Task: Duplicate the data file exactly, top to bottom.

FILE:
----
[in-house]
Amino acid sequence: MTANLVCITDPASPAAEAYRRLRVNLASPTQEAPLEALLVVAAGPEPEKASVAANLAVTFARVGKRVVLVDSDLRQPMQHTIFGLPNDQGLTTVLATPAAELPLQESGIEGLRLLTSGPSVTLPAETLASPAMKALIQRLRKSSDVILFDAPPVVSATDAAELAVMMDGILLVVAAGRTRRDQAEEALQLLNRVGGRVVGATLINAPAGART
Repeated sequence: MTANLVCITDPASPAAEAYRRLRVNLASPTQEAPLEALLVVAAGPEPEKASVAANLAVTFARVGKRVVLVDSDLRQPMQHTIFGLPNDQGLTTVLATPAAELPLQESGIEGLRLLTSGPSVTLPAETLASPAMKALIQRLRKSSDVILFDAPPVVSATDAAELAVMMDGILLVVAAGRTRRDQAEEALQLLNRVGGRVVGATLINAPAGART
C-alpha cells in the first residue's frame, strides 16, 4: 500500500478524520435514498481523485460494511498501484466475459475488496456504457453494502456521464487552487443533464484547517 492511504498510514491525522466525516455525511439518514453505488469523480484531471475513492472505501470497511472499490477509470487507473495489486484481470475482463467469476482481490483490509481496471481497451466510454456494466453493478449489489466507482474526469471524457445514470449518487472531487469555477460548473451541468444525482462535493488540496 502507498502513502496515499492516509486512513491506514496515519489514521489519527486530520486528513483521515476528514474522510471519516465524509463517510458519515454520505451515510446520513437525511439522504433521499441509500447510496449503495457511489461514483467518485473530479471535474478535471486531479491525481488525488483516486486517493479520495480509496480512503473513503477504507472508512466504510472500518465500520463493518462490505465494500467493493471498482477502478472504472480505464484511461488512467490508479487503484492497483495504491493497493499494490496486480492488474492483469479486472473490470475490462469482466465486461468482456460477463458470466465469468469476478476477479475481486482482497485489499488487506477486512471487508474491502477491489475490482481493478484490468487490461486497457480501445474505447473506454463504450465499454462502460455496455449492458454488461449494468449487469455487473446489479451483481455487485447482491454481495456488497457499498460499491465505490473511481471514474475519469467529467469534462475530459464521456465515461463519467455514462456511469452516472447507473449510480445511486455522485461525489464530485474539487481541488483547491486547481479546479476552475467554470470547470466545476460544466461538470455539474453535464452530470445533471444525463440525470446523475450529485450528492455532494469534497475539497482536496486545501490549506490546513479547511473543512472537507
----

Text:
[in-house]
Amino acid sequence: MTANLVCITDPASPAAEAYRRLRVNLASPTQEAPLEALLVVAAGPEPEKASVAANLAVTFARVGKRVVLVDSDLRQPMQHTIFGLPNDQGLTTVLATPAAELPLQESGIEGLRLLTSGPSVTLPAETLASPAMKALIQRLRKSSDVILFDAPPVVSATDAAELAVMMDGILLVVAAGRTRRDQAEEALQLLNRVGGRVVGATLINAPAGART
Repeated sequence: MTANLVCITDPASPAAEAYRRLRVNLASPTQEAPLEALLVVAAGPEPEKASVAANLAVTFARVGKRVVLVDSDLRQPMQHTIFGLPNDQGLTTVLATPAAELPLQESGIEGLRLLTSGPSVTLPAETLASPAMKALIQRLRKSSDVILFDAPPVVSATDAAELAVMMDGILLVVAAGRTRRDQAEEALQLLNRVGGRVVGATLINAPAGART
C-alpha cells in the first residue's frame, strides 16, 4: 500500500478524520435514498481523485460494511498501484466475459475488496456504457453494502456521464487552487443533464484547517 492511504498510514491525522466525516455525511439518514453505488469523480484531471475513492472505501470497511472499490477509470487507473495489486484481470475482463467469476482481490483490509481496471481497451466510454456494466453493478449489489466507482474526469471524457445514470449518487472531487469555477460548473451541468444525482462535493488540496 502507498502513502496515499492516509486512513491506514496515519489514521489519527486530520486528513483521515476528514474522510471519516465524509463517510458519515454520505451515510446520513437525511439522504433521499441509500447510496449503495457511489461514483467518485473530479471535474478535471486531479491525481488525488483516486486517493479520495480509496480512503473513503477504507472508512466504510472500518465500520463493518462490505465494500467493493471498482477502478472504472480505464484511461488512467490508479487503484492497483495504491493497493499494490496486480492488474492483469479486472473490470475490462469482466465486461468482456460477463458470466465469468469476478476477479475481486482482497485489499488487506477486512471487508474491502477491489475490482481493478484490468487490461486497457480501445474505447473506454463504450465499454462502460455496455449492458454488461449494468449487469455487473446489479451483481455487485447482491454481495456488497457499498460499491465505490473511481471514474475519469467529467469534462475530459464521456465515461463519467455514462456511469452516472447507473449510480445511486455522485461525489464530485474539487481541488483547491486547481479546479476552475467554470470547470466545476460544466461538470455539474453535464452530470445533471444525463440525470446523475450529485450528492455532494469534497475539497482536496486545501490549506490546513479547511473543512472537507